Gouverneur Marble (Mesoproterozoic, ~1.1 Ga; Route 11 roadcut north of Antwerp, New York State, USA) 38
Marble in the Precambrian of New York State, USA.
Marble is a crystalline-textured metamorphic rock composed of calcite (CaCO3 - calcium carbonate). It bubbles in acid and does not scratch glass. Marble forms by the metamorphism of limestone, a common biogenic sedimentary rock.
The outcrop seen here is composed of whitish marble (mosty banded) that is graphitic and phlogopitic. Some incorporated calc-silicate rock clasts having reaction rims are present. A portion of the outcrop consists of dolomitized marble (not dolomitic marble), where the host marble was locally dolomitized by injection of hot, magnesium-bearing fluids along a fracture. This resulted in the formation of a dike-like zone of light brown dolomitized marble, but it's not a dike.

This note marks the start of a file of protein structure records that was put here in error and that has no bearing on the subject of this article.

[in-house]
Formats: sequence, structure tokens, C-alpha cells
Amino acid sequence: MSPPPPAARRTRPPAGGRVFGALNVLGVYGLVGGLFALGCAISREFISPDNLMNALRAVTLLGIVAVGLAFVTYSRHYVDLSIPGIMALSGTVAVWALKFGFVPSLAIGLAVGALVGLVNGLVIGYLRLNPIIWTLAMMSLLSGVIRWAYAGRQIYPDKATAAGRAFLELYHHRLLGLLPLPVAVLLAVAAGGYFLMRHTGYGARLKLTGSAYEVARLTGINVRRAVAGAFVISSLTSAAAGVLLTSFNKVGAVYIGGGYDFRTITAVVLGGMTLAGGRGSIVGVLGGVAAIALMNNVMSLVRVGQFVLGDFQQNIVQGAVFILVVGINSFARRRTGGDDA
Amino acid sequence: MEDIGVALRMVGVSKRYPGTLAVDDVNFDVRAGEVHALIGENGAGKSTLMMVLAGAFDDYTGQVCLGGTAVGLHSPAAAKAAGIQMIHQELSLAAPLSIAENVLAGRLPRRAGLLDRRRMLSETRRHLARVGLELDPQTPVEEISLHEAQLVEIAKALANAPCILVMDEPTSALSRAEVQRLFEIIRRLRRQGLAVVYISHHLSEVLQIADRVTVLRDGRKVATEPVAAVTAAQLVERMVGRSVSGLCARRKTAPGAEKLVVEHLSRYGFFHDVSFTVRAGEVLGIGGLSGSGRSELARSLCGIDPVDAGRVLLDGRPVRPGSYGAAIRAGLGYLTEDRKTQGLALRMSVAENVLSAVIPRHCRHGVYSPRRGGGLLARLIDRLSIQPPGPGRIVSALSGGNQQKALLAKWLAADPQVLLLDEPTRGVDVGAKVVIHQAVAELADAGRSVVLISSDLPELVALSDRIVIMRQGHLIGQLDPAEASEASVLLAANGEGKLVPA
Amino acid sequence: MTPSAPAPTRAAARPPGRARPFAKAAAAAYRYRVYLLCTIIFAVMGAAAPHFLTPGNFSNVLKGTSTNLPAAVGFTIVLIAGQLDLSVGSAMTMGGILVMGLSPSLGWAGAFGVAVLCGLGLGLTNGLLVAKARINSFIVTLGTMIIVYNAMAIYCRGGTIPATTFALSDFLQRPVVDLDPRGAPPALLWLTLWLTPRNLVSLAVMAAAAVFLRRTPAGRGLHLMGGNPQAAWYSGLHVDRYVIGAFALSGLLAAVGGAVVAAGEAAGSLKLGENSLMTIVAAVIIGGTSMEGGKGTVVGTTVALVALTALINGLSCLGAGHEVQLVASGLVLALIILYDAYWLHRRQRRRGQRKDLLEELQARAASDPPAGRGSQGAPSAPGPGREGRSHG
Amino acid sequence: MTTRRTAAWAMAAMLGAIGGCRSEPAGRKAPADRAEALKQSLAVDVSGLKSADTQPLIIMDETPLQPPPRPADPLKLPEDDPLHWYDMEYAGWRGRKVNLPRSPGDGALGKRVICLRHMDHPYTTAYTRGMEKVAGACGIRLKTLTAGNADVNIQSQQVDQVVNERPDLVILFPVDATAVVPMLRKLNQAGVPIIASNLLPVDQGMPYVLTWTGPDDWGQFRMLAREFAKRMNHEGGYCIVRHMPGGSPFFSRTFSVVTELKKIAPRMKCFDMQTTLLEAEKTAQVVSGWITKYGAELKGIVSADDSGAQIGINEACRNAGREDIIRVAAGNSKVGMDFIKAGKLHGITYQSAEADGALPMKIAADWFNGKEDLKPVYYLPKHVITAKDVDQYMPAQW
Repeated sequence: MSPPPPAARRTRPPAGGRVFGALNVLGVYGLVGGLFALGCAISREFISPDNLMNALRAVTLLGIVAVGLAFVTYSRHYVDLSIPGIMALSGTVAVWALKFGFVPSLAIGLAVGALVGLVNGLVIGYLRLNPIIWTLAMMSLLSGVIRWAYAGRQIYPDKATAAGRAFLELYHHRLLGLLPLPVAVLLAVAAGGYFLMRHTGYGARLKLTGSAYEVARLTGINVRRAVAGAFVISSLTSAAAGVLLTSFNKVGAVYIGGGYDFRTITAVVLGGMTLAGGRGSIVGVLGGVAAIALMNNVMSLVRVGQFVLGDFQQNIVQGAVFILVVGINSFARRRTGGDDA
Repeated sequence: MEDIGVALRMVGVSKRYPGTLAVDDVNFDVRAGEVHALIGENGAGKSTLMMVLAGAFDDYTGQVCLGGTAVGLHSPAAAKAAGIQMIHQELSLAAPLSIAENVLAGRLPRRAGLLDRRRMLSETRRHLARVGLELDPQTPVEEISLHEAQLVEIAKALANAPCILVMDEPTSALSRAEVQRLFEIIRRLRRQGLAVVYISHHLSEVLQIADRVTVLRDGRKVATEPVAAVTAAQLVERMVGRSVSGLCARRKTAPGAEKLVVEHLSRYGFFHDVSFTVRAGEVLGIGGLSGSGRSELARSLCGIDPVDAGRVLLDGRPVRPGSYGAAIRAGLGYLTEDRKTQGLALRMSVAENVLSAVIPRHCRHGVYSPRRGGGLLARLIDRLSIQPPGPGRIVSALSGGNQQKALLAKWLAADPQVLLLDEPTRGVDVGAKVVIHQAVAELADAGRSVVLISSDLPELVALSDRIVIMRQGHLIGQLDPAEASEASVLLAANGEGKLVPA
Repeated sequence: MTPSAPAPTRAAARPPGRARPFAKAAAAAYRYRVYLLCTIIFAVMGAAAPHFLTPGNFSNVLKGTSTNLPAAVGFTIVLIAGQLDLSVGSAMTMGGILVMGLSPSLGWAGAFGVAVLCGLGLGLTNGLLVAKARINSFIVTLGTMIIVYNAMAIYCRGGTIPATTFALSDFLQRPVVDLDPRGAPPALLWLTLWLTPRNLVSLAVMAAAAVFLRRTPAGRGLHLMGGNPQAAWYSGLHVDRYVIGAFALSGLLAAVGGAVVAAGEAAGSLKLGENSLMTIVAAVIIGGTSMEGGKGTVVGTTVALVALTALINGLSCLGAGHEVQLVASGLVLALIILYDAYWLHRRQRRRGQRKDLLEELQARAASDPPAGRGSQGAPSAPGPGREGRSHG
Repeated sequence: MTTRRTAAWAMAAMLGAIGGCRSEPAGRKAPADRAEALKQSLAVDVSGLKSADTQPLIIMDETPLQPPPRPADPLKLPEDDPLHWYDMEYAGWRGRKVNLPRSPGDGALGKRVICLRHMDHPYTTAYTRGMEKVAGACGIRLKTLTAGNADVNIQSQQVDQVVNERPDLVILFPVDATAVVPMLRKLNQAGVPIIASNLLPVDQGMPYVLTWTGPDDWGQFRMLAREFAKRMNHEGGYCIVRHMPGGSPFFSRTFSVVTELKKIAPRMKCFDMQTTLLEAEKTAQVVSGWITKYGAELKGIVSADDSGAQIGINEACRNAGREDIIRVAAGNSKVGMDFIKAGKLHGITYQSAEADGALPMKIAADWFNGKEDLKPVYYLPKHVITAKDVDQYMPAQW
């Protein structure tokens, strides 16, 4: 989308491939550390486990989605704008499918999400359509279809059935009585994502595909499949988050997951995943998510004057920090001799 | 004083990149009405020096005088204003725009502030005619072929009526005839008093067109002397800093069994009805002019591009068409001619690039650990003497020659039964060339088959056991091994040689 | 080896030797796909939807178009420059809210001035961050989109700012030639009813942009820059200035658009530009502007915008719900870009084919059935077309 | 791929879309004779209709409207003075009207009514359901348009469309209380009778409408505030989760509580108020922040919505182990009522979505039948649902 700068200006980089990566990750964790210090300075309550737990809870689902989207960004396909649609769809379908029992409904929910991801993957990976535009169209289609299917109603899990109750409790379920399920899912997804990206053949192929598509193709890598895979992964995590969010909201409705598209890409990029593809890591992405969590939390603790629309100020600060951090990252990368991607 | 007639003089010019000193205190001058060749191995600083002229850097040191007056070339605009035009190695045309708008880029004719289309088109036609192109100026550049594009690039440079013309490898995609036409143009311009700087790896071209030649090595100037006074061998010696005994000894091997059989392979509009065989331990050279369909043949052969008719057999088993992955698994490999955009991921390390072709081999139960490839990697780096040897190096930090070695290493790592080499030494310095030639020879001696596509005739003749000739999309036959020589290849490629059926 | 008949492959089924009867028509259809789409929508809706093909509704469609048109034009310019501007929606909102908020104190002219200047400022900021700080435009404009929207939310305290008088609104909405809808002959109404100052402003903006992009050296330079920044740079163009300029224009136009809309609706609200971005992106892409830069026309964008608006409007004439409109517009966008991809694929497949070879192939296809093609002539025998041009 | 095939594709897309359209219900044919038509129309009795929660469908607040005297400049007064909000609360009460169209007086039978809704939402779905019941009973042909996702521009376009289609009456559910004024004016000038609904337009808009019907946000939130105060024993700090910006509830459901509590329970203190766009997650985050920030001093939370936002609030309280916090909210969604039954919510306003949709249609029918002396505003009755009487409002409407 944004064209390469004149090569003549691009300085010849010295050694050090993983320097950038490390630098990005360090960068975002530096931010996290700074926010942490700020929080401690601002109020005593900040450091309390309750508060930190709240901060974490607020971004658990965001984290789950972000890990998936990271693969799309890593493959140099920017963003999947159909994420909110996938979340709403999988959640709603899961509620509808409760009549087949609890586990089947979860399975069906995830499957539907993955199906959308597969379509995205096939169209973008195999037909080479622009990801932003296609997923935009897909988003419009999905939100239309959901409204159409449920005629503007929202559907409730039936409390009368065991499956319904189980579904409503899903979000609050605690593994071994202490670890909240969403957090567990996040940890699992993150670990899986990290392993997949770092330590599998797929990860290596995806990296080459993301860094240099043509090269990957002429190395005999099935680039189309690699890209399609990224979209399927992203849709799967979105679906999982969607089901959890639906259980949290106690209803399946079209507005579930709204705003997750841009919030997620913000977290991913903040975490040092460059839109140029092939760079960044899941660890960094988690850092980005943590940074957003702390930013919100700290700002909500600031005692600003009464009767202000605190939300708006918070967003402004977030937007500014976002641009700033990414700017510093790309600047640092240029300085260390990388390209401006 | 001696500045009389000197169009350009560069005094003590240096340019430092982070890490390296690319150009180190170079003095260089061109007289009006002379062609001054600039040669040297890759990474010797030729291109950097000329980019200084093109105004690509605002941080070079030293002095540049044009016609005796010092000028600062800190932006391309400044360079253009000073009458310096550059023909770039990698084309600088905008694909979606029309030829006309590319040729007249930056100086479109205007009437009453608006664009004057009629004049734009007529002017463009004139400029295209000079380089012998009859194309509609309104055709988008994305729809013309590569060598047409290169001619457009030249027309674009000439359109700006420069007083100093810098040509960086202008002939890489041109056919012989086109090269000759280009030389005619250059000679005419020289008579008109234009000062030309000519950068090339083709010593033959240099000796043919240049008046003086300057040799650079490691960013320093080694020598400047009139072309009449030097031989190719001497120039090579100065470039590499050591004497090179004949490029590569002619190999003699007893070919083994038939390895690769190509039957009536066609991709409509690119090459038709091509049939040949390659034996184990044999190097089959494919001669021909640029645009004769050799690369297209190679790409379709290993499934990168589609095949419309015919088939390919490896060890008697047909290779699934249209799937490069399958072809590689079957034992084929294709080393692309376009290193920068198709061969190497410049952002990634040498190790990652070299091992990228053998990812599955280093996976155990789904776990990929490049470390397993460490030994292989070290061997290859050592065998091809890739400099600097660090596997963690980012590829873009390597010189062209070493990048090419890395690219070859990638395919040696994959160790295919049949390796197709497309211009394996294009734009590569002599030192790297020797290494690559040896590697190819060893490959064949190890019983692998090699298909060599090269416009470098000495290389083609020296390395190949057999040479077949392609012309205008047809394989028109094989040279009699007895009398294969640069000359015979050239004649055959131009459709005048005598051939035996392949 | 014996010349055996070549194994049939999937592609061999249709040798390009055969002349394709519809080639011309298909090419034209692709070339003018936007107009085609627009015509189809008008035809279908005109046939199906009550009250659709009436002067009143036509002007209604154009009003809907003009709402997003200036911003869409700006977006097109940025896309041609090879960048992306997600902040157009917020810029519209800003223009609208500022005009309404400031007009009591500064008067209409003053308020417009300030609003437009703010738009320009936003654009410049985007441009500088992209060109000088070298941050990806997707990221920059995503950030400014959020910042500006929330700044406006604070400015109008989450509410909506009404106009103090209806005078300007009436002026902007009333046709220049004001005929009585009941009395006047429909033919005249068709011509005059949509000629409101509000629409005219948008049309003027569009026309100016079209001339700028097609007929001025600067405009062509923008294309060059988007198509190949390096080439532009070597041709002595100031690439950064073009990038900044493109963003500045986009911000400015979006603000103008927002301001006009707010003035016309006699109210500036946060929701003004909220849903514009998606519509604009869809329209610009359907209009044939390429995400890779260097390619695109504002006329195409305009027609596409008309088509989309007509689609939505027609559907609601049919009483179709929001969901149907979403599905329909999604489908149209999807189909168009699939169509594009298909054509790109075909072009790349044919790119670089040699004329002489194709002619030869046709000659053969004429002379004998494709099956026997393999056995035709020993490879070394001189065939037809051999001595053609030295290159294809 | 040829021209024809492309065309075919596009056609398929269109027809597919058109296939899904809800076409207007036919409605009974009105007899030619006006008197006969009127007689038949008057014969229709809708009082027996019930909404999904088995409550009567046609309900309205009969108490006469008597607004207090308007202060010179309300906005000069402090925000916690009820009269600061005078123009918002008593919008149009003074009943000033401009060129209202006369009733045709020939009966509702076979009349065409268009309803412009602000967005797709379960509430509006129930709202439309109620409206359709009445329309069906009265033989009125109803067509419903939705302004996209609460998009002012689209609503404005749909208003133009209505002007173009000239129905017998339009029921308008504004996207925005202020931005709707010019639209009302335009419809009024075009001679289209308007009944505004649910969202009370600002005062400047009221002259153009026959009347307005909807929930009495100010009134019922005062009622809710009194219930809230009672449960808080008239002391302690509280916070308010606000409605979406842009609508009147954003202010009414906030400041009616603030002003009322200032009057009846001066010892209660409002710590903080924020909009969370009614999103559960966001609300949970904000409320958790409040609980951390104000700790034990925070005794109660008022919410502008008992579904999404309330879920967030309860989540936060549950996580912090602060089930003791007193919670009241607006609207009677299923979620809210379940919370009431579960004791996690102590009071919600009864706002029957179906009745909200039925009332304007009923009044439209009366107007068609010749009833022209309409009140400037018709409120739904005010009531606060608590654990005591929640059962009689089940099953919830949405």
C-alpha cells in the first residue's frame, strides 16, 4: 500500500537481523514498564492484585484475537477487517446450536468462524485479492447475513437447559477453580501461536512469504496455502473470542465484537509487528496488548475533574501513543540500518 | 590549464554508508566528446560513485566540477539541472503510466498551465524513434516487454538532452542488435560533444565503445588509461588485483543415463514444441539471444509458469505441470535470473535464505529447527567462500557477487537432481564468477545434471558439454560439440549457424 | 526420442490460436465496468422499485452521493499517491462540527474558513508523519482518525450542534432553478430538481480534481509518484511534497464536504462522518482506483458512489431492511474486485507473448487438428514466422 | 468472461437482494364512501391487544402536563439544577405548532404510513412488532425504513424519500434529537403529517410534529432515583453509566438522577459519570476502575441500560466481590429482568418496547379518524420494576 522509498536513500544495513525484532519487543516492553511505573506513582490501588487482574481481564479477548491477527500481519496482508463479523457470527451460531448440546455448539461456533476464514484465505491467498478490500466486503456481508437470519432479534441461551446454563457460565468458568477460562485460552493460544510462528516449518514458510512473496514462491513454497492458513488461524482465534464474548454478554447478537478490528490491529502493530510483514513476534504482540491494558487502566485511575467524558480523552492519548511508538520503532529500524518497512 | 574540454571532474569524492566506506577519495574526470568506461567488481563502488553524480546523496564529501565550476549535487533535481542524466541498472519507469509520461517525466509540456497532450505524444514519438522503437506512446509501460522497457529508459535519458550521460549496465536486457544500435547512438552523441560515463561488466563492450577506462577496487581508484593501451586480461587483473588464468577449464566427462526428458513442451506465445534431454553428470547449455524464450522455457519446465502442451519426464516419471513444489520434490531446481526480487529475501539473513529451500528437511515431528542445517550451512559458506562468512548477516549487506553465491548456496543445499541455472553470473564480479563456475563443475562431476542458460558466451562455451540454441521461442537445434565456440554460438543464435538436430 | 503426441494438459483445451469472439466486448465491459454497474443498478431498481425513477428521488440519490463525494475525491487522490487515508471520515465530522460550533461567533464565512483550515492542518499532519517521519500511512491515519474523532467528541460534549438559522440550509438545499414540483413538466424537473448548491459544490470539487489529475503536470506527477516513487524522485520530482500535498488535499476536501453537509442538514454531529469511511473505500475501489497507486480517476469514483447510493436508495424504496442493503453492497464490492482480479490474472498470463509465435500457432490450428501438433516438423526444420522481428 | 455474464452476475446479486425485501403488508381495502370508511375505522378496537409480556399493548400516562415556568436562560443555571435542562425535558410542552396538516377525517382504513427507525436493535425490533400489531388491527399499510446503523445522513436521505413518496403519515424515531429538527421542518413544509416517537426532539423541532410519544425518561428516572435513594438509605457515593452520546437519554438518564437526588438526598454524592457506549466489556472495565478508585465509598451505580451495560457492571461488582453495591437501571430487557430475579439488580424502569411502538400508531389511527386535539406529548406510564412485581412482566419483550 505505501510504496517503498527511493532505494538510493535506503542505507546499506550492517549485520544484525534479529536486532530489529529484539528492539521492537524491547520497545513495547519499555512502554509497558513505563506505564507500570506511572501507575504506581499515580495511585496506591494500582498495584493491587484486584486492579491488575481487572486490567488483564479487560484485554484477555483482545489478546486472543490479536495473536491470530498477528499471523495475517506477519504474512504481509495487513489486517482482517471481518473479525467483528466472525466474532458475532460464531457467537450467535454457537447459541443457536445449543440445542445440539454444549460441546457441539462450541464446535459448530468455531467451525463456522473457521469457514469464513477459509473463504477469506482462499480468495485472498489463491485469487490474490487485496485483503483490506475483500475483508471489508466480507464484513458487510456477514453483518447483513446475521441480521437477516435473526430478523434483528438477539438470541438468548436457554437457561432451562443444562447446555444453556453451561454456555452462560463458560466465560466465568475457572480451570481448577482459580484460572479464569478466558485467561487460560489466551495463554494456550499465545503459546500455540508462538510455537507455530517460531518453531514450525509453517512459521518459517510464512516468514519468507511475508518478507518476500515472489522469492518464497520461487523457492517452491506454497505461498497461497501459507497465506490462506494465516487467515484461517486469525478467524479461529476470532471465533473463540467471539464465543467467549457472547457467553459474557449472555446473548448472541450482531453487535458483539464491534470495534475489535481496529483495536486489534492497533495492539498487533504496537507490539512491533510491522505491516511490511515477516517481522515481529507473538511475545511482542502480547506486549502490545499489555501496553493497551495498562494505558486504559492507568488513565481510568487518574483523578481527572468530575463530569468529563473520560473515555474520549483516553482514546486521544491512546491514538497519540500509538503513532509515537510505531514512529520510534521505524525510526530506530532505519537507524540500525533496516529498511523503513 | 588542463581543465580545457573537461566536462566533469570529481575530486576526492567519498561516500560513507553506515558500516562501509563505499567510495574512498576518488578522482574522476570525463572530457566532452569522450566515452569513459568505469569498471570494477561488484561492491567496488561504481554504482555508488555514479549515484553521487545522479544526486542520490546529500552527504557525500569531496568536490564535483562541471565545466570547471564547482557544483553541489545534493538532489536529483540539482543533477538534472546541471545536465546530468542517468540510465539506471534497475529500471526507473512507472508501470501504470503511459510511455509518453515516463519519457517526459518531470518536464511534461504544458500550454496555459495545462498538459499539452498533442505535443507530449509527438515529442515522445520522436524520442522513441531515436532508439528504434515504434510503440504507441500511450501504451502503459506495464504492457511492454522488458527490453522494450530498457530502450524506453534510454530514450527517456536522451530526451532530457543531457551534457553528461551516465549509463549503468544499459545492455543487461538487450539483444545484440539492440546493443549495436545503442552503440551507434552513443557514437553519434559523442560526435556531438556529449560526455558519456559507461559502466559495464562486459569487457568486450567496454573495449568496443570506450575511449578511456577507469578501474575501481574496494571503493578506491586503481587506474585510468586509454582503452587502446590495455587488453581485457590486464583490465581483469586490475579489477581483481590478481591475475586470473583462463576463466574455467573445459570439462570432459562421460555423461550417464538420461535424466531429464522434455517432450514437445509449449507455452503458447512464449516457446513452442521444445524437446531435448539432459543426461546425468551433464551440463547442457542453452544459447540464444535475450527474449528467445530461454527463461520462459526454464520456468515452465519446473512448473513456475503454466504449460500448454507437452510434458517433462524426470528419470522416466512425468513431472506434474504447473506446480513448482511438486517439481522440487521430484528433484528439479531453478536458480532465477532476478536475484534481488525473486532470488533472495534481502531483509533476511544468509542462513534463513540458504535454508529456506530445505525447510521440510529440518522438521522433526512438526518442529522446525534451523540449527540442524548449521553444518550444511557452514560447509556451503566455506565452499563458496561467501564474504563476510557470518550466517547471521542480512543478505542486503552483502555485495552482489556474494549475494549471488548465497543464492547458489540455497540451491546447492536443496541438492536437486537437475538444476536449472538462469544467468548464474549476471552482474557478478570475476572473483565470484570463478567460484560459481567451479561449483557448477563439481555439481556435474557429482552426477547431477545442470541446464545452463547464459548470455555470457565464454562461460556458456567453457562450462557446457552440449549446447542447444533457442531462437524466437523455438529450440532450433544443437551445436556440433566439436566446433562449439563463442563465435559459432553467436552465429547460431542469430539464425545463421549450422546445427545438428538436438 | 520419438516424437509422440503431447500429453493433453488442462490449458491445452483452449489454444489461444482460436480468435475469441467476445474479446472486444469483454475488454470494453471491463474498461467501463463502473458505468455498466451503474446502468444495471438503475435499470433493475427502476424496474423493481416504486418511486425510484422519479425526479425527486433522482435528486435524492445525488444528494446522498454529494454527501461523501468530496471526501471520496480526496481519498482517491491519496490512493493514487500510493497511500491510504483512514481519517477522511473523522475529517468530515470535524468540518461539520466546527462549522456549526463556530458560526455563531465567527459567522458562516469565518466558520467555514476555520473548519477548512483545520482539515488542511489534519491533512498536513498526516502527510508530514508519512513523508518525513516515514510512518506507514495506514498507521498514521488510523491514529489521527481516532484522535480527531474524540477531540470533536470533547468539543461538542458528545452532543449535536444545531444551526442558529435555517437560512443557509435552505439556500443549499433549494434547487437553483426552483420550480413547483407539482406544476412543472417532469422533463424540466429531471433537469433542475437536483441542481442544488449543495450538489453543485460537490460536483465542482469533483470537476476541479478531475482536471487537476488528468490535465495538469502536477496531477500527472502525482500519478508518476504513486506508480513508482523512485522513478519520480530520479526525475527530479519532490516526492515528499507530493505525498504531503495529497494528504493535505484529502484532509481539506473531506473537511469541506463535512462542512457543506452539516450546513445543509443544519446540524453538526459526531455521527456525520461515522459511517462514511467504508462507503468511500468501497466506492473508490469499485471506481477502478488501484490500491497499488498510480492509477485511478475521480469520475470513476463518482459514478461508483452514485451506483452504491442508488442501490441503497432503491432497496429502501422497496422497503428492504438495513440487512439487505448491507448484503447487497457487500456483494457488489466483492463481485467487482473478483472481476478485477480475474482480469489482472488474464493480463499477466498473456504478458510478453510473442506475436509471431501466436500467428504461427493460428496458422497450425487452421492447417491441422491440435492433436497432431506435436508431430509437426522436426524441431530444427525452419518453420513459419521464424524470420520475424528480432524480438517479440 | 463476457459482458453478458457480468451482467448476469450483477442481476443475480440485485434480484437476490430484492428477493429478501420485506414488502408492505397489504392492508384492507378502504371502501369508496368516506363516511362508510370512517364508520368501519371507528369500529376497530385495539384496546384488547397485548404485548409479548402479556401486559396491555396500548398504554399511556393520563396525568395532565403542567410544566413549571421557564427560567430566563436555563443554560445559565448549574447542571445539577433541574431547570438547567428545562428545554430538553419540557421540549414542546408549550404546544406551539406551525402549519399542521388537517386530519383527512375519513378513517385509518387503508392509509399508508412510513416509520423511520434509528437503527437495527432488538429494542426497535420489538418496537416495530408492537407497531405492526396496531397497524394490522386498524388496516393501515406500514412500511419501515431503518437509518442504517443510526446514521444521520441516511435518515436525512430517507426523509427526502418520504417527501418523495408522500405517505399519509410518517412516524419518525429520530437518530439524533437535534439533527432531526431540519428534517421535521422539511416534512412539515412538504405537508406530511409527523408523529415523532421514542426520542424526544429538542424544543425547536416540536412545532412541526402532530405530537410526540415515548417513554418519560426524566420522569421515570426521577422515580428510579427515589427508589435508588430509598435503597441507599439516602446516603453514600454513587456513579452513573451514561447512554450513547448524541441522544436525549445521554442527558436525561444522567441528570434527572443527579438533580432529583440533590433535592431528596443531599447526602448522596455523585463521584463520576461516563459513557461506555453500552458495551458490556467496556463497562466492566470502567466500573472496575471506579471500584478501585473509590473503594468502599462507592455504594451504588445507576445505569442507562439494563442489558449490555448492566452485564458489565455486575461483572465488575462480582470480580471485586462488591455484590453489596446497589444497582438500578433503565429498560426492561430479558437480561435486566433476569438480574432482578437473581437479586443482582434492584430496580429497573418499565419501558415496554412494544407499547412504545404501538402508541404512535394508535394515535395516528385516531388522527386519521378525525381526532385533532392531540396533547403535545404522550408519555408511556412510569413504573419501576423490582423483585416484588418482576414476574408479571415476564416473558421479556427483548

The rocks here are part of the Gouverneur Marble of New York State's Adirondack Lowlands. The original limestones were metamorphosed at about 1.1 billion years ago, during the Grenville Orogeny.
The banding is striking at this spot on the outcrop - it possibly represents original limestone bedding.
Stratigraphy: Gouverneur Marble, Oswegatchie Group, Mesoproterozoic, ~1.1 Ga metamorphic age
Locality: Antwerp North Outcrop - roadcut on the southeastern side of Route 11, north of the town of Antwerp, Adirondack Lowlands, northern New York State, USA (44° 14’ 05.50” North latitude, 75° 36’ 01.83” West longitude)